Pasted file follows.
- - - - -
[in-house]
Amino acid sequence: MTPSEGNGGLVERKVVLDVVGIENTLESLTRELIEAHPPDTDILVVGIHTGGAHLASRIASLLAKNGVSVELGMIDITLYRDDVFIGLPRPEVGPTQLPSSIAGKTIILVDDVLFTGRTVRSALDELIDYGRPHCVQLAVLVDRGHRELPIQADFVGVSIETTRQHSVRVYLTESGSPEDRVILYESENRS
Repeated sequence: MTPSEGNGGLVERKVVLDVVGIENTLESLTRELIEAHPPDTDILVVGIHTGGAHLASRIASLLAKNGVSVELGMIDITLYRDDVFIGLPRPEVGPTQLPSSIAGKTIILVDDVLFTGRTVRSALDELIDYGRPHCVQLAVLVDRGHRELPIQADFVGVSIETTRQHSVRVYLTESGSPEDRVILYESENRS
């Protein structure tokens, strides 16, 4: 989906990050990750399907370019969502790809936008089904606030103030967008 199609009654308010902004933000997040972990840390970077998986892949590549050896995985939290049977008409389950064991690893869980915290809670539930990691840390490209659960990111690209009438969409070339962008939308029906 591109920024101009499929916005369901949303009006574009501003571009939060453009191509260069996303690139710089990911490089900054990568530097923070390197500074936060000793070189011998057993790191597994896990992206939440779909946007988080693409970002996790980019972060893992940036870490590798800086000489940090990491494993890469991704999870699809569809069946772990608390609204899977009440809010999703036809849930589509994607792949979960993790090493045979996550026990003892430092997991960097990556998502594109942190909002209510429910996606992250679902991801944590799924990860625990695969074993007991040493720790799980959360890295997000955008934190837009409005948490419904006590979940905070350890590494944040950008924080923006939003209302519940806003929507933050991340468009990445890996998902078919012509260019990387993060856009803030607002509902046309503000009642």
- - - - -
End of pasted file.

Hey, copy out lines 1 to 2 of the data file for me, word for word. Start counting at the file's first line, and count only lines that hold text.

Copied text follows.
[in-house]
Amino acid sequence: MTPSEGNGGLVERKVVLDVVGIENTLESLTRELIEAHPPDTDILVVGIHTGGAHLASRIASLLAKNGVSVELGMIDITLYRDDVFIGLPRPEVGPTQLPSSIAGKTIILVDDVLFTGRTVRSALDELIDYGRPHCVQLAVLVDRGHRELPIQADFVGVSIETTRQHSVRVYLTESGSPEDRVILYESENRS